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Experimental Infection of Lone Star Ticks, Amblyomma americanum (L.), with Rickettsia parkeri and Exposure of Guinea Pigs to the Agent

Jerome Goddard
DOI: http://dx.doi.org/10.1603/0022-2585-40.5.686 686-689 First published online: 1 September 2003


The maculatum agent, Rickettsia parkeri (a member of the spotted fever group rickettsiae), was inoculated into a colony of the lone star tick, Amblyomma americanum, and followed for two tick generations. In addition, guinea pigs were exposed to the agent by direct injection and by feeding infected ticks on them. Eighty (53%) of 150 nymphal A. americanum that were inoculated with suspensions of R. parkeri were positive by hemolymph test and fluorescent antibody test for rickettsial infection when examined as adults. One-month survival of R. parkeri-infected ticks was similar to that of control (noninfected) ticks. Transstadial and transovarial transmission of R. parkeri in the laboratory was demonstrated in A. americanum. When guinea pigs were exposed to the maculatum agent by either direct injection of Vero cell-grown R. parkeri, injection of homogenates of infected ticks, or by feeding of infected ticks, they developed mild fevers and occasional scrotal reactions. These data indicate that R. parkeri can remain viable in lone star ticks for two generations and suggest that guinea pigs may become infected, displaying mild clinical signs.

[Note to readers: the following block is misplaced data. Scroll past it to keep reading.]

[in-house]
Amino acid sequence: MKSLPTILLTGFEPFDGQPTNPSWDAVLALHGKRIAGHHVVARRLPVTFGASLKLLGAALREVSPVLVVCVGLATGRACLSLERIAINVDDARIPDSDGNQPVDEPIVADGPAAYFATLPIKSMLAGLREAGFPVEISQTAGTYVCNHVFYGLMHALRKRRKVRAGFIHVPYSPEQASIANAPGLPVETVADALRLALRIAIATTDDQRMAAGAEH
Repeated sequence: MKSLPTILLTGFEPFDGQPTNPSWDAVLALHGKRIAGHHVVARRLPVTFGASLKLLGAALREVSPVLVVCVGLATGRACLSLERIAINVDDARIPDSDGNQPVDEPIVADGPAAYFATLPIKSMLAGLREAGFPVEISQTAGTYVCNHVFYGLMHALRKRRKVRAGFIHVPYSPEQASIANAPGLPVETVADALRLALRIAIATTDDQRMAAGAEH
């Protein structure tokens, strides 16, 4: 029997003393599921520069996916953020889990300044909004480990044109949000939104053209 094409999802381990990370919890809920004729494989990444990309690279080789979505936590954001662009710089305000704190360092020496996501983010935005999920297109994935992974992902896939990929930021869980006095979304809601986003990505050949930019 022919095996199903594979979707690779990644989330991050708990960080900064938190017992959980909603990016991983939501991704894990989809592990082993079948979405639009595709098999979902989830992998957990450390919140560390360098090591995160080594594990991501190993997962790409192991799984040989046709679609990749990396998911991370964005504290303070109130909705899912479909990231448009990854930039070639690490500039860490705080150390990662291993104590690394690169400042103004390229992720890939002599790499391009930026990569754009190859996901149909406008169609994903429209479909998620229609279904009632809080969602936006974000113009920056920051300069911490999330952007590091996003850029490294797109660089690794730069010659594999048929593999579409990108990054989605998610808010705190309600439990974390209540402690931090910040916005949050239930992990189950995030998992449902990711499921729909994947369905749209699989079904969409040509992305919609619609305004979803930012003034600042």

• Rickettsia parkeri
  • infection
  • Amblyomma americanum
  • disease transmission
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